The Los Angeles Department of Water and Power’s proposed electricity rate increases are “just and reasonable” and should be approved by the agency’s board, a ratepayer advocate said Friday in a report.
The report issued by the Office of Public Accountability, led by Ratepayer Advocate Fred Pickel, also noted that the 21 percent average increase over the next five years — or an average 3.86 percent increase annually — is “less than what is needed” and the utility’s power system “will continue to be challenged to perform activities at planned levels.”
A typical, single-family home that uses 500 kilowatt-hours per month — putting them in “zone 1” — could see a $12 increase on their monthly bills after five years of increases, the OPA said. Monthly bills for such households would rise from the $76-$78 range to between $80 and $82 after one year, and eventually going up to about $90 per month after five years, according to the report.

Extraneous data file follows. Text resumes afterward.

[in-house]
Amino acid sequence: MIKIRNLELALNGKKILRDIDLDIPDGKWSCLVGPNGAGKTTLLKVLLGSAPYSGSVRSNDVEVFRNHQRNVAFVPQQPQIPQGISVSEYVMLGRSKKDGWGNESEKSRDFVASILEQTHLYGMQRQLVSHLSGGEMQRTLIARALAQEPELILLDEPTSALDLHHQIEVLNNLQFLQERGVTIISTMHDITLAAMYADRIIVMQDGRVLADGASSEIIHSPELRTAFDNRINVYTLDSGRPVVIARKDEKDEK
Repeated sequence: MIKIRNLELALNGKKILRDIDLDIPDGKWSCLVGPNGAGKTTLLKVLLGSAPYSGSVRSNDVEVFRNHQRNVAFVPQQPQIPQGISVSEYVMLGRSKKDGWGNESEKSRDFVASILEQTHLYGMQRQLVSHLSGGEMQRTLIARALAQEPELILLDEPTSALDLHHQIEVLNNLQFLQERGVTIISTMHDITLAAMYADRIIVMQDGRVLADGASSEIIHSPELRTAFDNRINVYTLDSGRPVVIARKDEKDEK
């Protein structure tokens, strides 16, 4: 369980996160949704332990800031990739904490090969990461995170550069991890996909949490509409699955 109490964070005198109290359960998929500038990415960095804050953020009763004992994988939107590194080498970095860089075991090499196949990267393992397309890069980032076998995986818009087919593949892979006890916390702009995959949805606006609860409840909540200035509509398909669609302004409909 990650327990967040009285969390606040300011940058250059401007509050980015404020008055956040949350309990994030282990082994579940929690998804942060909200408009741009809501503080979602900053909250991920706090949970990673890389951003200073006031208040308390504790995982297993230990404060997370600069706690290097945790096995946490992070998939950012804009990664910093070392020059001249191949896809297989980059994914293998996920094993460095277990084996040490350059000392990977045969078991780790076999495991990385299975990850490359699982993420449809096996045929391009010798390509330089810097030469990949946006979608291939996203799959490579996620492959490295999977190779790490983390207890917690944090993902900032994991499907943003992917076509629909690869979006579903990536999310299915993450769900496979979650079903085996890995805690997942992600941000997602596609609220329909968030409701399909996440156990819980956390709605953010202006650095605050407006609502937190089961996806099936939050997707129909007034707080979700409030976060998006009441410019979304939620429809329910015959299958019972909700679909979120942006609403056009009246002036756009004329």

The rate hikes would mean that LADWP power revenue would eventually grow to $4.22 billion in fiscal year 2019-2020, up from $3.45 billion in fiscal year 2014-2015, according to the OPA’s report.View Article